Videojet Technologies Inc. is relied upon by food and pharmaceutical manufacturers to provide them with machines for laser-marking, printing, and coding. The machines are used to code their products in order to ensure that they are safe, easily traceable and fresh. The company has in decades installed numerous case coding, thermal ink jets (TIJ), continuous ink jets (CIJ), laser marking units, and thermal transfer overprinting among other products globally. The engineers in the company have been struggling to come up with a cart which is appropriate for use in printers for coding. This article discusses how linear actuators have revolutionised the designs of printers from the Videojet company.
In normal circumstances, as each sub-assembly moves between work station on the production line, a printer is supposed to go together with it. Upon completion of his job, the assembler prints out a work order using a printer. Traditionally, it was required by the operating process that tri-level carts be used to transport all items between workstations. However, there was usually no adequate shelf space for secure storage of the sub-assemblies resulting to them being hand delivered and occasionally being lost.
The other problem that faced them was the fact that it was not possible to adjust the cart’s height. The engineers contemplated buying the height adjustable ones to replace the carts, but such carts would need manual adjustment which would consume a lot of time, and also cause hardships to the smaller operators when using the carts for heavy products.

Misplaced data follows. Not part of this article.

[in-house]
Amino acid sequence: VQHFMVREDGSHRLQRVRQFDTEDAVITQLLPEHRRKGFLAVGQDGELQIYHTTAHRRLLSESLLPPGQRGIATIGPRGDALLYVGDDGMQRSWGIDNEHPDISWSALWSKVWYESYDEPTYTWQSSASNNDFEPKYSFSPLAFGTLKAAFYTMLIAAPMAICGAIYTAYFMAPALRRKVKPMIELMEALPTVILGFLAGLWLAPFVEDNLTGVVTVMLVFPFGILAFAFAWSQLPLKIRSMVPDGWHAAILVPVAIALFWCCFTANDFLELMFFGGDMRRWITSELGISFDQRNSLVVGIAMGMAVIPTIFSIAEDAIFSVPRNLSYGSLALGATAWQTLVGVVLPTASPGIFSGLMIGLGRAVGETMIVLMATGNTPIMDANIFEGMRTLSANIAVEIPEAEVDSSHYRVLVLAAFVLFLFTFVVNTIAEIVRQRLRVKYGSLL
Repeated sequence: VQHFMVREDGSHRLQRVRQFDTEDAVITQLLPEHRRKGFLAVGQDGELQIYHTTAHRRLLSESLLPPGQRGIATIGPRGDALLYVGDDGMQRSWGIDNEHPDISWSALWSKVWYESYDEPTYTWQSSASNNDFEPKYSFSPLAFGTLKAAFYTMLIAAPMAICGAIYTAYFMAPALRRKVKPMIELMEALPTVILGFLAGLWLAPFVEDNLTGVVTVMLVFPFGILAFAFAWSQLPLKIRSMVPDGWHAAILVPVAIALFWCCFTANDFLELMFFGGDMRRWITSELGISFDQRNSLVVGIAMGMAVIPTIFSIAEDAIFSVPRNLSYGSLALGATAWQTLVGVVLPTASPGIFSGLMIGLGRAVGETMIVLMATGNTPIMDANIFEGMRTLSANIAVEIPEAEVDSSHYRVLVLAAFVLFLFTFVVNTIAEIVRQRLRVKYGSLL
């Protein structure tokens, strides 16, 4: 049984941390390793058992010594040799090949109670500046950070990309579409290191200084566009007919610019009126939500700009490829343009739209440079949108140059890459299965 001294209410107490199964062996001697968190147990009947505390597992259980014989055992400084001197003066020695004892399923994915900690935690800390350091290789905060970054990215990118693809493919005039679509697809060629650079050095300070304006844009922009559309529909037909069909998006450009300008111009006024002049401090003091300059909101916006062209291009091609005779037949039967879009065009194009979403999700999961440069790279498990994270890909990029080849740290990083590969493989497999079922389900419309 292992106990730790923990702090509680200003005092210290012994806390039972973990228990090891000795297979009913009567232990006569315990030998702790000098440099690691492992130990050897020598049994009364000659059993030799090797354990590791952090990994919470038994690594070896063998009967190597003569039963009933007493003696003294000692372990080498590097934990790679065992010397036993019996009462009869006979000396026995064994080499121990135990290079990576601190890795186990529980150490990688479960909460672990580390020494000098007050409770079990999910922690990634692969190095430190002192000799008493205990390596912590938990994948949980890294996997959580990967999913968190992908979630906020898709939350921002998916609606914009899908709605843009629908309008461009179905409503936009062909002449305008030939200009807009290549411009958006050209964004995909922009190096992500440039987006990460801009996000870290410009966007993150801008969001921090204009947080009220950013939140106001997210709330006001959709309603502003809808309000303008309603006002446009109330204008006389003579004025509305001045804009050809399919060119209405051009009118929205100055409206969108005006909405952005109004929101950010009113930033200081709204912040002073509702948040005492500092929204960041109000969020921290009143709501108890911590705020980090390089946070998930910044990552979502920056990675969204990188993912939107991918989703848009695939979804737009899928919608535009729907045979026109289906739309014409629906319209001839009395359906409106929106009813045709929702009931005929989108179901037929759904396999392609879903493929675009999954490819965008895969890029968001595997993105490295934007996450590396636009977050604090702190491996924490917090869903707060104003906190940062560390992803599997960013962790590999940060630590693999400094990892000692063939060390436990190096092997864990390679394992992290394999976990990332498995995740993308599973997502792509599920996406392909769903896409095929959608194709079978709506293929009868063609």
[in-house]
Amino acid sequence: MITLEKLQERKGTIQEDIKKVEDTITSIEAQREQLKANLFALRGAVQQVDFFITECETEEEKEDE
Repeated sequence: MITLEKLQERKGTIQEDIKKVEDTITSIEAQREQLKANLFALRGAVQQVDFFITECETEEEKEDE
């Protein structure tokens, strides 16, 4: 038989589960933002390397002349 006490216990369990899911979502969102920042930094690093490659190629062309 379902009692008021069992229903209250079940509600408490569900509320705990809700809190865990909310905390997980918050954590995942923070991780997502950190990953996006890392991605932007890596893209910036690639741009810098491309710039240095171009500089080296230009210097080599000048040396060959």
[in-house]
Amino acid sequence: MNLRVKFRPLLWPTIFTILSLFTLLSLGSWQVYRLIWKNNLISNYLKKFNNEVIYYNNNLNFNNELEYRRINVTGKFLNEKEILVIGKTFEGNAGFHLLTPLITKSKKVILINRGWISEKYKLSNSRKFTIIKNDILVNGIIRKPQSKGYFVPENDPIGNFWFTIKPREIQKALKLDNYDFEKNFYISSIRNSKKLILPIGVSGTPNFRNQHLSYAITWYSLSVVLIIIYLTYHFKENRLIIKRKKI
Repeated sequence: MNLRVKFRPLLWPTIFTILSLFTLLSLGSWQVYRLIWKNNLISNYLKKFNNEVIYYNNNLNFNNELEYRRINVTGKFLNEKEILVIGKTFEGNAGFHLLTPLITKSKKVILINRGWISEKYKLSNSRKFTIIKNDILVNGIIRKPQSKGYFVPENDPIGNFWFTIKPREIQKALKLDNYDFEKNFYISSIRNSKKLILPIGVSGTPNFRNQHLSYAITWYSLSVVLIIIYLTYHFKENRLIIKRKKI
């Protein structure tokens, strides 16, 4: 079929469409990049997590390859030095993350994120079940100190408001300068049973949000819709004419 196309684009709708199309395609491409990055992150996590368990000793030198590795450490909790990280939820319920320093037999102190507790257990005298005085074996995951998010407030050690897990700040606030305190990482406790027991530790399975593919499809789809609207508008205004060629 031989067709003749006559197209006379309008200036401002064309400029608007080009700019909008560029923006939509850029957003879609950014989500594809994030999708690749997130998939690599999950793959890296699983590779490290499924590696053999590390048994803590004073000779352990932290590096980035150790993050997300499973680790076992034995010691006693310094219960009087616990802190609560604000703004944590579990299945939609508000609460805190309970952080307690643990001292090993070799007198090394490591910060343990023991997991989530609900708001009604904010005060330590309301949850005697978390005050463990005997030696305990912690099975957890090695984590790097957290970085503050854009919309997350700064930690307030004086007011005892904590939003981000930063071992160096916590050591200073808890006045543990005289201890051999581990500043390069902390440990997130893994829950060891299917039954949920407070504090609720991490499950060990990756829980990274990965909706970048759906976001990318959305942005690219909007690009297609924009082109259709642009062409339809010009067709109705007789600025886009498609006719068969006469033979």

The next option was electrical carts equipped with automatic height adjustment. Their limitation was that, their height adjustment could not completely cater for all assemblers and they were costly.
The final decision was to try and make their own cart. They encountered another problem of coming up with a lifting column which could satisfy the height difference between the assemblers.
The engineers embarked on some research which led them to the LC200 column made by Thomson Industries Inc. according to John Forster who is the Videojet principal manufacturing engineer, it has a low retracted-length-to-stroke-length-ratio which seamlessly accommodates operators from less than 5ft to greater than 6ft, adding that the custom cart integrates electrostatic discharge shield and hold the sub-assemblies. It has a lifting column which raises from a collapsed state to total extension along a sole linear axis.
Figure 1: Lifting column (source)
It has a telescopic leadscrew driven by a geared DC motor that runs silently and offers high load capacity with least current intake.
Figure 2: Geared DC motor (source)
At any column height, the engineered polymer bushings deliver a high moment load capability. It is equipped with dynamic braking which guarantees short and reliable stops. An integrated load-holding brake locks the system in position in case of power cut.
Figure 3: load-holding brake (source)
The column is made of extruded aluminium and also has end-of-stroke-limit switches and do not need any repairs. There is an optional encoder that allows for synchronous operation of multiple columns, however, in this single-axis application, it was not required.
Foster explained that, at any one time they use a maximum of 25 carts. And with the sub-assemblies moving with the printers, chances of mistakes are fewer, their first pass yield has gone up and a lot of time is saved in the rework process. He hopes that very soon they will mount their test stands on carts. Which will be double the number of lasers testable within the existing space.